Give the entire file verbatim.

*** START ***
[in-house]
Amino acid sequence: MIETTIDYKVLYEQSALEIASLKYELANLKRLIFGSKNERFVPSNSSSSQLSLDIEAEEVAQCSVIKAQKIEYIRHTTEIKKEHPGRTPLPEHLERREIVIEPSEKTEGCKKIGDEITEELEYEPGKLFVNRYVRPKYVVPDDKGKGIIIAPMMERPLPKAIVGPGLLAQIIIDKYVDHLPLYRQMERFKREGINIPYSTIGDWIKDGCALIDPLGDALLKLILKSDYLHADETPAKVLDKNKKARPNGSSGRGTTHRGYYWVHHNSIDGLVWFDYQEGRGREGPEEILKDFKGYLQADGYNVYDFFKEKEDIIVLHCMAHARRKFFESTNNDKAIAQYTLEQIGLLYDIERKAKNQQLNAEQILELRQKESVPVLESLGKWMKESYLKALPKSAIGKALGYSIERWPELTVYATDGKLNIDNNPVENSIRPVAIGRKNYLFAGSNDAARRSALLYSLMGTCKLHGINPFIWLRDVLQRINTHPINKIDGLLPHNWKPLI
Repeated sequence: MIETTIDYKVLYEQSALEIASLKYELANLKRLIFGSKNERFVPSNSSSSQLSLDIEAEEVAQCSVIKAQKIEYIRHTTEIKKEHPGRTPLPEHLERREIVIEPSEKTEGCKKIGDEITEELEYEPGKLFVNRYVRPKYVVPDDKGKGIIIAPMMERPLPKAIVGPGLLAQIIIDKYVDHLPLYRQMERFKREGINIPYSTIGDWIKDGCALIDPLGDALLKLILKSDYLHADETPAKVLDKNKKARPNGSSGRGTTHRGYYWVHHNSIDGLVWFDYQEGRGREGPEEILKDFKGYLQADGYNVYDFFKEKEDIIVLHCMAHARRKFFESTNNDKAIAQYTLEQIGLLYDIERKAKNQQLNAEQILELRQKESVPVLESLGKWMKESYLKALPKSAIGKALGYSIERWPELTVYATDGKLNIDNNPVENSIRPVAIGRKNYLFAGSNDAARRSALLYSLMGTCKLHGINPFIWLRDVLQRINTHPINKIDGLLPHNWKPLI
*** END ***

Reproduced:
[in-house]
Amino acid sequence: MIETTIDYKVLYEQSALEIASLKYELANLKRLIFGSKNERFVPSNSSSSQLSLDIEAEEVAQCSVIKAQKIEYIRHTTEIKKEHPGRTPLPEHLERREIVIEPSEKTEGCKKIGDEITEELEYEPGKLFVNRYVRPKYVVPDDKGKGIIIAPMMERPLPKAIVGPGLLAQIIIDKYVDHLPLYRQMERFKREGINIPYSTIGDWIKDGCALIDPLGDALLKLILKSDYLHADETPAKVLDKNKKARPNGSSGRGTTHRGYYWVHHNSIDGLVWFDYQEGRGREGPEEILKDFKGYLQADGYNVYDFFKEKEDIIVLHCMAHARRKFFESTNNDKAIAQYTLEQIGLLYDIERKAKNQQLNAEQILELRQKESVPVLESLGKWMKESYLKALPKSAIGKALGYSIERWPELTVYATDGKLNIDNNPVENSIRPVAIGRKNYLFAGSNDAARRSALLYSLMGTCKLHGINPFIWLRDVLQRINTHPINKIDGLLPHNWKPLI
Repeated sequence: MIETTIDYKVLYEQSALEIASLKYELANLKRLIFGSKNERFVPSNSSSSQLSLDIEAEEVAQCSVIKAQKIEYIRHTTEIKKEHPGRTPLPEHLERREIVIEPSEKTEGCKKIGDEITEELEYEPGKLFVNRYVRPKYVVPDDKGKGIIIAPMMERPLPKAIVGPGLLAQIIIDKYVDHLPLYRQMERFKREGINIPYSTIGDWIKDGCALIDPLGDALLKLILKSDYLHADETPAKVLDKNKKARPNGSSGRGTTHRGYYWVHHNSIDGLVWFDYQEGRGREGPEEILKDFKGYLQADGYNVYDFFKEKEDIIVLHCMAHARRKFFESTNNDKAIAQYTLEQIGLLYDIERKAKNQQLNAEQILELRQKESVPVLESLGKWMKESYLKALPKSAIGKALGYSIERWPELTVYATDGKLNIDNNPVENSIRPVAIGRKNYLFAGSNDAARRSALLYSLMGTCKLHGINPFIWLRDVLQRINTHPINKIDGLLPHNWKPLI